I finish by welcoming the local focus of the approach. Every island is different, as the cabinet secretary has acknowledged and as those of us who live on islands would readily recognise. I therefore welcome the more local island approach that has been taken, and I welcome the appointment of community development officers, including Aisling Phillips in Hoy.
The cabinet secretary is absolutely right to point to the opportunities that that provides for young people to return to those communities, bringing their energy and enthusiasm and their talent to that initiative, which commands broad support. However, there needs to be on-going long-term financial and broader Government support if it is to be a success.
The Government needs to stay the course over the long term in order to properly empower not only these six islands but other islands that have similar ambitions to meet their net zero targets. In that, it will have the support of the Scottish Liberal Democrats and, I suspect, of members on all sides of the chamber. I look forward to the remainder of the debate.
I move amendment S6M-07558.1, to insert at end:
“, which it believes must also be underpinned by a commitment to decarbonise lifeline ferry services across all routes that serve Scotland's island communities.”
We move to the open debate, with speeches of six minutes.15:33
Scotland’s 93 inhabited islands are all radically different from one another, not just in their landscapes, histories and locations but in their cultural traditions, economic contributions and needs for the future.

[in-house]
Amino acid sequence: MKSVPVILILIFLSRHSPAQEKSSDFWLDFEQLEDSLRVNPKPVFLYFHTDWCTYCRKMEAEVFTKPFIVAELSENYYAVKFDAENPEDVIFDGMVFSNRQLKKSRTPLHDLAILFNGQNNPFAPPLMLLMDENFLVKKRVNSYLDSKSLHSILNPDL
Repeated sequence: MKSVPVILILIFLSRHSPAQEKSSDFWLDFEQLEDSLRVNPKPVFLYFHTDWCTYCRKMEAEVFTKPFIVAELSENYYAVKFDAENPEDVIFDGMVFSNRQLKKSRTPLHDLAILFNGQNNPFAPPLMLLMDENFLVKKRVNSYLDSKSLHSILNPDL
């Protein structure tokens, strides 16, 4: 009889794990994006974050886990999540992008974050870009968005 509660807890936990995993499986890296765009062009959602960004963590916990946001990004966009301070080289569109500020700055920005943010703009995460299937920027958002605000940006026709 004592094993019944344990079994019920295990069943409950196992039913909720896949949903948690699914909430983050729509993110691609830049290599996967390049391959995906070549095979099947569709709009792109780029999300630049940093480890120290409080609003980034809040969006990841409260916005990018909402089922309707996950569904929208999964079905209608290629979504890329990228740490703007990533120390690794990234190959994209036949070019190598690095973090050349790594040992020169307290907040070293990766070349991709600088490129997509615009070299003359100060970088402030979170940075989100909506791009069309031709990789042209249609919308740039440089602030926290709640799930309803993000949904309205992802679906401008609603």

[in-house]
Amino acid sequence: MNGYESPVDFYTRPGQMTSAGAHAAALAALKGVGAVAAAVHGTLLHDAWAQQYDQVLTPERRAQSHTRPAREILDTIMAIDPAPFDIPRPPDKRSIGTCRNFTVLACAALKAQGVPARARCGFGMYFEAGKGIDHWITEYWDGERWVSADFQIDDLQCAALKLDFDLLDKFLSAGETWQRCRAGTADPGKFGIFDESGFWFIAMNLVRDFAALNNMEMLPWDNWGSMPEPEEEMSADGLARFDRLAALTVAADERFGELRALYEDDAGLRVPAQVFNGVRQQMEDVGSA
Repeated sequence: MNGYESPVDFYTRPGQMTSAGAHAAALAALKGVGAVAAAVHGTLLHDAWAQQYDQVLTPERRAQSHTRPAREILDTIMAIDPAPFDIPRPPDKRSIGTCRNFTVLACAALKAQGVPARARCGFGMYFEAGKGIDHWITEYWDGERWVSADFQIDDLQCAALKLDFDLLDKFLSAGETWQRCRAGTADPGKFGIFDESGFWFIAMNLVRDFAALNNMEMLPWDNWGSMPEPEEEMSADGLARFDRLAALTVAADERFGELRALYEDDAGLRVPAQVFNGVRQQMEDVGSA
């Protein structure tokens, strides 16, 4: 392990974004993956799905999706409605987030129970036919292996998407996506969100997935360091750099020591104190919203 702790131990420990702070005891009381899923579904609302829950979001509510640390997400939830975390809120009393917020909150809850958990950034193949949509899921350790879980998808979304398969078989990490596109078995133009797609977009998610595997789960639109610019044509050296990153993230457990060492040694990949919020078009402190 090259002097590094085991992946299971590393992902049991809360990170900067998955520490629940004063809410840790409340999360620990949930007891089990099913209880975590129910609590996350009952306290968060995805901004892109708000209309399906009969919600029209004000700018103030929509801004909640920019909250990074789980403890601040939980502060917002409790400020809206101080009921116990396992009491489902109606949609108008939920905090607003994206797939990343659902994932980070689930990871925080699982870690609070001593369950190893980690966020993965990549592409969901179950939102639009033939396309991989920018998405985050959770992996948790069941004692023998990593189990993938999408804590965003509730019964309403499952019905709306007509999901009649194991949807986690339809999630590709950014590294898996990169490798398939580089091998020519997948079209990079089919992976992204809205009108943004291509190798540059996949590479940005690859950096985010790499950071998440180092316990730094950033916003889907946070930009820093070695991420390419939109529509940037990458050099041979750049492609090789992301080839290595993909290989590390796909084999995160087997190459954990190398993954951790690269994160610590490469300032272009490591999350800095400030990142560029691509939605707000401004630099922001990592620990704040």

What all our islands have in common, however, is their shared appreciation of global environmental threats, the most obvious of those being rising sea levels and increasingly chaotic weather events. As the cabinet secretary pointed out, each of those things is already having a measurable impact on our lives in island communities. It is only natural, therefore, that islands would want to make their own distinctive contributions towards our collective efforts to decarbonise Scotland.
In my constituency, I can point to the long-running efforts to develop more wind power. I say “long-running” because it is only now, after decades of negotiation, that the Office of Gas and Electricity Markets has finally made the commitments that are needed before an interconnector can be built to export much of the islands’ renewable potential.
Scotland’s islands hold immeasurable reserves of other types of potential energy, too—there is not just wind, which is certainly abundant, but also tidal and wave power, the latter of which is, as yet, completely untapped.
Meanwhile, efforts continue to decarbonise transport and housing, against a backdrop of challenges, including extremely high rates of fuel poverty and poor energy efficiency in many Western Isles homes. I know that the Government and the local authority are working together at present to re-establish area-based insulation schemes, which are certainly a key part of addressing that problem.
Across my constituency, however, people are already taking their own steps towards reducing the islands’ carbon footprint. Last year, the Scottish Government’s island communities fund assisted local businesses and community groups with sustainability projects, including Tagsa Uibhist, Clan MacQuarrie community centre, Gàradh a’ Bhàgh a’ Tuath, Maclean’s Bakery and the Leverhulme community hub, while the regeneration capital grant fund made awards to initiatives such as Cnoc Soilleir and Ionad Hiort. I mention all this to put our current debate about six specific islands into the context of the wider work that is already under way in many of our islands to tackle climate change.